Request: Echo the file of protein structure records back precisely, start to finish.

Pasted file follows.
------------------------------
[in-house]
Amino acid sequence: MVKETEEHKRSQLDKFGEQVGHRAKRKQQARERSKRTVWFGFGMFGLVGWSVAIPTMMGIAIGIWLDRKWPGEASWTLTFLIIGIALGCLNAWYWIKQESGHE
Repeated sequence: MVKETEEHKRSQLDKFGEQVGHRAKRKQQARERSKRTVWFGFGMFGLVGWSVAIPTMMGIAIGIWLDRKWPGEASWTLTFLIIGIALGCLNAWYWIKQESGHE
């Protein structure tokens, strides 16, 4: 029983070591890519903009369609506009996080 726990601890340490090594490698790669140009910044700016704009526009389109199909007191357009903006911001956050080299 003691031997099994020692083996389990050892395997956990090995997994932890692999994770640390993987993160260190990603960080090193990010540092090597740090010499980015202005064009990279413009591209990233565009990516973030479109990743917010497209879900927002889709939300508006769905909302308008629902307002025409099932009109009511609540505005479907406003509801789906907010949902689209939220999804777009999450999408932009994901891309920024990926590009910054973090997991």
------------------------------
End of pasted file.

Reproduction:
[in-house]
Amino acid sequence: MVKETEEHKRSQLDKFGEQVGHRAKRKQQARERSKRTVWFGFGMFGLVGWSVAIPTMMGIAIGIWLDRKWPGEASWTLTFLIIGIALGCLNAWYWIKQESGHE
Repeated sequence: MVKETEEHKRSQLDKFGEQVGHRAKRKQQARERSKRTVWFGFGMFGLVGWSVAIPTMMGIAIGIWLDRKWPGEASWTLTFLIIGIALGCLNAWYWIKQESGHE
């Protein structure tokens, strides 16, 4: 029983070591890519903009369609506009996080 726990601890340490090594490698790669140009910044700016704009526009389109199909007191357009903006911001956050080299 003691031997099994020692083996389990050892395997956990090995997994932890692999994770640390993987993160260190990603960080090193990010540092090597740090010499980015202005064009990279413009591209990233565009990516973030479109990743917010497209879900927002889709939300508006769905909302308008629902307002025409099932009109009511609540505005479907406003509801789906907010949902689209939220999804777009999450999408932009994901891309920024990926590009910054973090997991």